But when is wearable technology considered a medical device? This is an important question, because for all their investment in accuracy, consumer wearables’ companies clearly state that their smartwatches and other devices are not medical devices. This mainly relates to the intent behind data capture and its use.
Keeping with the example of smartwatches, the intent of capturing the daily number of steps, heart rate, and activity levels is to inform their user about these factors. For it to be considered a medical device, the data would be collected with the intent of diagnosing or treat a medical condition. We can already see some lines blurring, when data coming from consumer-grade devices are used by healthcare practitioners to monitor the overall health of their patients or adherence to physical exercise, for example. However, companies can defend themselves saying that this is an off-label use, and not the intended use of their device. EU guidance supports this, saying that certain types of software, even when used with a medical purpose, will not be classified as a medical device, if it provides only neutral assistance in medical decision-making, if it is intended to provide education, to monitor fitness, health, or wellbeing, or if it only performs administrative functions, such as booking appointments and requesting prescriptions (MEDDEV 2.1/6).
As we can see, the main factor to consider to consider a device as a medical or a consumer-grade one is if there is a medical intent behind it. However, with the multiplicity of opportunities for new technologies comes also a further blurring of the line between each category. For example, an app that collect data on patients’ moles can be said to only provide neutral assistance in medical decision-making process and therefore be a consumer-grade device, but one incorporating machine learning processes to classify the risk of developing skin cancer would fall into the medical device category. Further blurring lines can be seen in the use of data coming from continuous glucose monitors and used in a mobile app to track trends or even to advise the patient regarding medication or need for medical care.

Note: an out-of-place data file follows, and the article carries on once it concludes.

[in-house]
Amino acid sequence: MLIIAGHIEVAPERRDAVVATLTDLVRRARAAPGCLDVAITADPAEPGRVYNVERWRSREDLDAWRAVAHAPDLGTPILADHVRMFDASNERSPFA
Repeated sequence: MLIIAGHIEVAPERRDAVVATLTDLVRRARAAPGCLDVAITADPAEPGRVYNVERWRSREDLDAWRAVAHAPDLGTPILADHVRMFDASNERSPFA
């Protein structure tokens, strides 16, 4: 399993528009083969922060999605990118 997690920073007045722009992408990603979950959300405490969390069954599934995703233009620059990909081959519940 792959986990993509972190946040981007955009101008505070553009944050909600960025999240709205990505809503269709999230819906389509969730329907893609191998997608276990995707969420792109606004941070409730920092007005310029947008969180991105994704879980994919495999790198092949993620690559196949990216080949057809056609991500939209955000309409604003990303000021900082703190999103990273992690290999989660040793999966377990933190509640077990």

The use of both consumer-grade wearables and wearable medical devices is changing the digital health landscape, and are at the forefront of mobile health. In a previous article, we discussed the role of wearable devices in the advancement of decentralised clinical trials, highlighting how they can enable remote collection of patient data, promote patient engagement and compliance, and even facilitate the recruiting process.
There are challenges to overcome with the use of new technologies and medical wearables, namely those related to data privacy and cybersecurity. Despite these challenges, the use of wearable medical devices will continue to expand, providing opportunities for medical devices companies and improving patients’ lives.
MDCG 2021-24 – Guidance on classification of medical devices
FDA. Classify your medical device. https://www.fda.gov/medical-devices/overview-device-regulation/classify-your-medical-device
ECRI. The growing use of consumer-grade medical devices: Advice for physicians and their patients. (n.d.). Retrieved January 2, 2023, from https://www.ecri.org/components/HDJournal/Pages/Advice-on-consumer-grade-medical-devices.aspx
Holtz, B., Vasold, K., Cotten, S., Mackert, M., & Zhang, M. (2019). Health Care Provider Perceptions of Consumer-Grade Devices and Apps for Tracking Health: A Pilot Study. JMIR mHealth and uHealth, 7(1), e9929. https://doi.org/10.2196/mhealth.9929
Zaslavsky, O., Chu, F., & Renn, B. N. (2022). Patient Digital Health Technologies to Support Primary Care Across Clinical Contexts: Survey of Primary Care Providers, Behavioral Health Consultants, and Nurses. JMIR formative research, 6(2), e32664. https://doi.org/10.2196/32664
Consumer wearables & medical devices convergence | voler systems. Retrieved January 2, 2023, from https://www.volersystems.com/blog/news/the-convergence-of-consumer-wearables-and-medical-devices
MEDDEV 2.1/6 – Guidance document Medical Devices – Scope, field of application, definition – Qualification and Classification of stand alone software. http://www.meddev.info/_documents/2_1_6_ol_en.pdf
Mishcon de Reya LLP. When is wearable technology considered a medical device? Retrieved January 2, 2023, from https://www.mishcon.com/news/when-is-wearable-technology-considered-a-medical-device
Suver, C., & Kuwana, E. (2021). Mhealth wearables and smartphone health tracking apps: A changing privacy landscape. Information Services & Use, 41(1–2), 71–79. https://doi.org/10.3233/ISU-210114